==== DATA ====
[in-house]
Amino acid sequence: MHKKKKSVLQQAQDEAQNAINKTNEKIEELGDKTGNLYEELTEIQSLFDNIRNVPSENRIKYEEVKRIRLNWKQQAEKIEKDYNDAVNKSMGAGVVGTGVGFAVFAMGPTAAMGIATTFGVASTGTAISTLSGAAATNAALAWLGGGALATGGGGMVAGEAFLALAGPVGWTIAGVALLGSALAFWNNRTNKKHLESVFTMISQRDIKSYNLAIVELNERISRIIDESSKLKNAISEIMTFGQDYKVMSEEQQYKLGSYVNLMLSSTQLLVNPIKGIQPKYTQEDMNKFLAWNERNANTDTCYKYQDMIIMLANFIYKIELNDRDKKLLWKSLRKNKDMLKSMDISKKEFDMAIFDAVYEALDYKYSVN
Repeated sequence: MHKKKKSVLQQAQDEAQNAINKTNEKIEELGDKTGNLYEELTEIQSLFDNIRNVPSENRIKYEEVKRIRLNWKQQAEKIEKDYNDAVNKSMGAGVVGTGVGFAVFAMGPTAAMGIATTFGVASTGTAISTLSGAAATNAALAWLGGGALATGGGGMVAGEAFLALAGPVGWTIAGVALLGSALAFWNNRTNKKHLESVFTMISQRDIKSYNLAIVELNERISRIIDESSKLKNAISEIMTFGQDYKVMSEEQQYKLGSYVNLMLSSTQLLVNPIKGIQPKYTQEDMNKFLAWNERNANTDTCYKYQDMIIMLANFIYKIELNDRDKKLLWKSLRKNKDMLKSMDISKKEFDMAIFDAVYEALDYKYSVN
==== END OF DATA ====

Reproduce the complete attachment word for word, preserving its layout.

[in-house]
Amino acid sequence: MHKKKKSVLQQAQDEAQNAINKTNEKIEELGDKTGNLYEELTEIQSLFDNIRNVPSENRIKYEEVKRIRLNWKQQAEKIEKDYNDAVNKSMGAGVVGTGVGFAVFAMGPTAAMGIATTFGVASTGTAISTLSGAAATNAALAWLGGGALATGGGGMVAGEAFLALAGPVGWTIAGVALLGSALAFWNNRTNKKHLESVFTMISQRDIKSYNLAIVELNERISRIIDESSKLKNAISEIMTFGQDYKVMSEEQQYKLGSYVNLMLSSTQLLVNPIKGIQPKYTQEDMNKFLAWNERNANTDTCYKYQDMIIMLANFIYKIELNDRDKKLLWKSLRKNKDMLKSMDISKKEFDMAIFDAVYEALDYKYSVN
Repeated sequence: MHKKKKSVLQQAQDEAQNAINKTNEKIEELGDKTGNLYEELTEIQSLFDNIRNVPSENRIKYEEVKRIRLNWKQQAEKIEKDYNDAVNKSMGAGVVGTGVGFAVFAMGPTAAMGIATTFGVASTGTAISTLSGAAATNAALAWLGGGALATGGGGMVAGEAFLALAGPVGWTIAGVALLGSALAFWNNRTNKKHLESVFTMISQRDIKSYNLAIVELNERISRIIDESSKLKNAISEIMTFGQDYKVMSEEQQYKLGSYVNLMLSSTQLLVNPIKGIQPKYTQEDMNKFLAWNERNANTDTCYKYQDMIIMLANFIYKIELNDRDKKLLWKSLRKNKDMLKSMDISKKEFDMAIFDAVYEALDYKYSVN